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  • With my printer, I certainly couldn't print nm features, and as it decayed, they'd open up anyway. Home 3D printers are more on the 0.5mm resolution level. I'd be going more for a bulk object, just solid material that released as it dissolved, and possibly designed to be put in with a large needle.
  • There are fictional vampires in the Blindsight/Echopraxia universe (By Peter Watts, highly recommended, especially for the sort of people on this forum). It has a scientific explanation for their repulsion by crucifixes, and the fact that we think they're a legend now. The vampires are predators on humans. As predatory…
  • I ran across a write-up of a very early version of that glove that was being developed with, if I remember correctly, DARPA funding. The goal was to have a device that was wearable by an active user in extreme heat or cold, and while it may have been developed by a different group, used the exact same principle. The…
  • I get the impresson that what Finn333 is talking about is, essentially, being really good at paying attention. If you're aware of what's going on around you, you can predict the future. Most people have probably done this already: you watch your cat eyeballing a picture frame that's on the counter with him and say "Don't…
  • "It's entirely possible that a large amount of technical and machinery-centric jobs could start requiring augmentation for workers to keep up -- how is that going to factor into society?" It arguably already is, and has been. How many people get into nootropics (or coke) because they either want to sleep less and work…
  • If I had to guess, my projection for the future of humanity is this: We'll finish disconnecting sex from reproduction, and (hopefully) get our society to a place where participation in both, either, or neither is voluntary. One of these is likely far harder than the other. Since sex won't be about becoming responsible for…
  • @Cassox If you do enough salvia, the disturbing things are on the inside of your eyelids.
  • Ecdysterone isn't known to do anything in humans, but I do admire the "WOO! Eat three grams of insect hormones! WOO!" kind of... gonzoness about this plan.
  • The color distortion in CRTs is because a magnetic field will deflect the electron beam, and, if you're unlucky, magnetize the shadow mask so that it stays deflected. LCDs don't have a shadow mask, electron beam, etc, and so are immune. Source: I am currently waving a neodymium magnet at my LCD.
  • @teddythetwig I've had cell phones mess up hotel cards. Probably not the radios, but when it spins up the little motor to vibrate the phone. A neodymium magnet will certainly do it. The difference is coercivity, which is how strong a magnetic field is needed to change the card. Credit cards and such are high-co, they take…
  • This is what I was cautioning against when I said "if someone is attacking you with a TASER, they're not likely to give up if it fails". The police will not go "Oh, he's shielded. Lets pack it up and go home, lads." If you're in the US, they will shoot you with bullets, like come from a gun. Iceland and other civilized…
  • http://lessemf.com/ You can get a lot of very conductive fabrics there, stuff well under 1Ohm/sq ft. Some of it even looks pretty normal, so the outfit wouldn't be weirdly thick or padded looking. Of course, if someone is attacking you with a TASER, they're not likely to give up if it fails.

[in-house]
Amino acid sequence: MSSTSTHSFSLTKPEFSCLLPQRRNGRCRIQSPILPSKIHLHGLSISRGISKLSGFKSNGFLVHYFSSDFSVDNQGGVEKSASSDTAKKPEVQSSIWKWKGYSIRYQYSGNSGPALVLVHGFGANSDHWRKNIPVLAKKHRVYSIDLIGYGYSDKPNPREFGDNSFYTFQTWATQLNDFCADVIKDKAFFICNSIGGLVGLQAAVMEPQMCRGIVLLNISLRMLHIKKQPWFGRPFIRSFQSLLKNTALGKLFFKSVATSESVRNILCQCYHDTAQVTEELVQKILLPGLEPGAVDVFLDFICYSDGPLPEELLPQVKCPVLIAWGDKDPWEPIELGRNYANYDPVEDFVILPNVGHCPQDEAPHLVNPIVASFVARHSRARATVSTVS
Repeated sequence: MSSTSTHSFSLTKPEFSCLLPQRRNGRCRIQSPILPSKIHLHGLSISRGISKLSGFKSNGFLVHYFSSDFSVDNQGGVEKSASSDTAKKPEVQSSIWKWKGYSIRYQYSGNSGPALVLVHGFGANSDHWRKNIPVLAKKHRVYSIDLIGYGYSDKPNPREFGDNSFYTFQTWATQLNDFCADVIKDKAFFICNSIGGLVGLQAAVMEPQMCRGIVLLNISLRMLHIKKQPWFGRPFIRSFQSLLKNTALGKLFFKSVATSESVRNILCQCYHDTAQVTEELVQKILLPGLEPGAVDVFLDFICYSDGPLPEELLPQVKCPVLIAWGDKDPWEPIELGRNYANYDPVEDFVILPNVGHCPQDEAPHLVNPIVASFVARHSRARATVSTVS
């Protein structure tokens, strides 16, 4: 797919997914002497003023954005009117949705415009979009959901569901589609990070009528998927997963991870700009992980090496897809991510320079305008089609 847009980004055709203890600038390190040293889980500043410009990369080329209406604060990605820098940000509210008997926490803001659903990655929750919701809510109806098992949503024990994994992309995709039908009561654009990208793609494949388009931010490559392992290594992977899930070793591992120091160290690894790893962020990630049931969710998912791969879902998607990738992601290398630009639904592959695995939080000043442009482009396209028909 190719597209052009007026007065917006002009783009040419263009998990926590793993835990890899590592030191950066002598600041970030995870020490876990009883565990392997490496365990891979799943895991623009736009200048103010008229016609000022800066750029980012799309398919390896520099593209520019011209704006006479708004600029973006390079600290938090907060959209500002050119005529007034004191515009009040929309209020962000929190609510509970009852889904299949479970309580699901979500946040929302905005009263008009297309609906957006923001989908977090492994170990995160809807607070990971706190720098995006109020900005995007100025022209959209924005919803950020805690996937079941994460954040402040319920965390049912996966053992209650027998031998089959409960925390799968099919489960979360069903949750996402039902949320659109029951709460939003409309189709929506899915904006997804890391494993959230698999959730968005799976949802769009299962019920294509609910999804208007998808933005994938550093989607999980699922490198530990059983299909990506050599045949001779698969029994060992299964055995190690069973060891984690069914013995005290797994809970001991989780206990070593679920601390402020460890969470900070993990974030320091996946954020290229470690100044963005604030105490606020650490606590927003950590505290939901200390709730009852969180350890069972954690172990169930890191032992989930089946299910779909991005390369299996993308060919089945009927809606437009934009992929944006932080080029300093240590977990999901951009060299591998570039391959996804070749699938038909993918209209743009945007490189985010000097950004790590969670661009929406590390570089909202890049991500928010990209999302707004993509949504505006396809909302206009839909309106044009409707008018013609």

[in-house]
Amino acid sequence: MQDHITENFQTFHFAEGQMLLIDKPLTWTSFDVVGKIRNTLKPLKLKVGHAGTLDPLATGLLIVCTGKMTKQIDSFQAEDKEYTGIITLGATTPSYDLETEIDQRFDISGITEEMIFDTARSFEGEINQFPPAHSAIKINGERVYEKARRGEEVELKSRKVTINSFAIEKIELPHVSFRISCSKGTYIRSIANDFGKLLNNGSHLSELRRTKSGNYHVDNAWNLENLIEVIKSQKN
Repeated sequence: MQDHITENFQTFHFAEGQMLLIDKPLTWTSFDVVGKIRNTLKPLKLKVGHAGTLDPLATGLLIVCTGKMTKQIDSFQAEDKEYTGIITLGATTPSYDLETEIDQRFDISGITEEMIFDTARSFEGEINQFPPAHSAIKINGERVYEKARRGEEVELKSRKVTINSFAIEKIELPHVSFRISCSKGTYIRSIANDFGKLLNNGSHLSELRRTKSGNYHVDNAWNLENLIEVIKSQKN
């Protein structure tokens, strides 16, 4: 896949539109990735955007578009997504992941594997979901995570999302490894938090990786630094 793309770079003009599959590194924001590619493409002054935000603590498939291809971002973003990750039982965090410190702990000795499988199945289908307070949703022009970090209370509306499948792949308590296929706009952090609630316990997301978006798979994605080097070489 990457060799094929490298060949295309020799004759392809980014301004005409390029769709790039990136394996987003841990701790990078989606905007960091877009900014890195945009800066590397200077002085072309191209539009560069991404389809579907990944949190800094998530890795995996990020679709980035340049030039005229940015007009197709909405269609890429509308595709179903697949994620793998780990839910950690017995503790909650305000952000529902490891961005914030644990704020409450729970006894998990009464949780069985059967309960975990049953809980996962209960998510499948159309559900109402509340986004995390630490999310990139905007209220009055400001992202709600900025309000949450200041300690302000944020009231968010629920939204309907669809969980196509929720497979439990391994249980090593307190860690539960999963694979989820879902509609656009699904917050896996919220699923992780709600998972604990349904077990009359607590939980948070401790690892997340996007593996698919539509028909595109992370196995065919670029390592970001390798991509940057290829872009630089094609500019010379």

• Radiation poisoning is more from acute doses (criticality incidents, Russians served you polonium in your tea) than from e.g. lantern mantle ash in your salt shaker. But of course, any dose small enough to have minimal or unnoticed side effects might also not work. If it doesn't have to be cancer, injecting calcium…
  • Electrical stimulation also recruits fibers in the opposite order from recruitment under neurological control (although there's some debate about this). I'm not sure it matters for power output, but it does for fatigue. I suspect one set of the Mustang's wheels stay on the ground, so he doesn't have to lift the whole…
  • Yeah, anything with small radioactive particles in it, like a suspension of finely ground thorium (from e.g. lantern mantles if you want to DIY it) Hopefully some of the particles end up decaying and triggering a mutation that leads to cancer. The thing is, it's probabilistic. If you want to assassinate someone and you…
  • @nat, if you're a collegiate athlete involved in any officially sanctioned and scored sport, you probably have some governing body that restricts what you're allowed to take. If you're not, their banned chemical list is probably a great place to start. As for my two cents, those are both sports that favor high energy…
  • The reputable vendors have independent CoA (Certificate of Analysis, if I remember correctly) that they will send you a copy of. The Nootropics subreddit /r/Nootropics has some information on that process, and I added a couple of suppliers I use (and trust) to the wiki here. Mass spec will tell you what is in a sample, to…
  • Like you say: without ingesting too much. Start with a very small amount, less than whatever is an active dose, and see how you react. Gradually increase the dose until you either reach the active dose or have an adverse reaction. The only nootropic stuff I've had an issue with was elevated histamine from Noopept.
  • Sorry about the thread necromancy, but this seems to be the main place to chat about magnetic tattoo ink. Turns out, you can get ferromagnetic particles in a tattoo to interact with a magnetic field, and if the magnetic field is big enough, it sucks for the person with the tattoo:…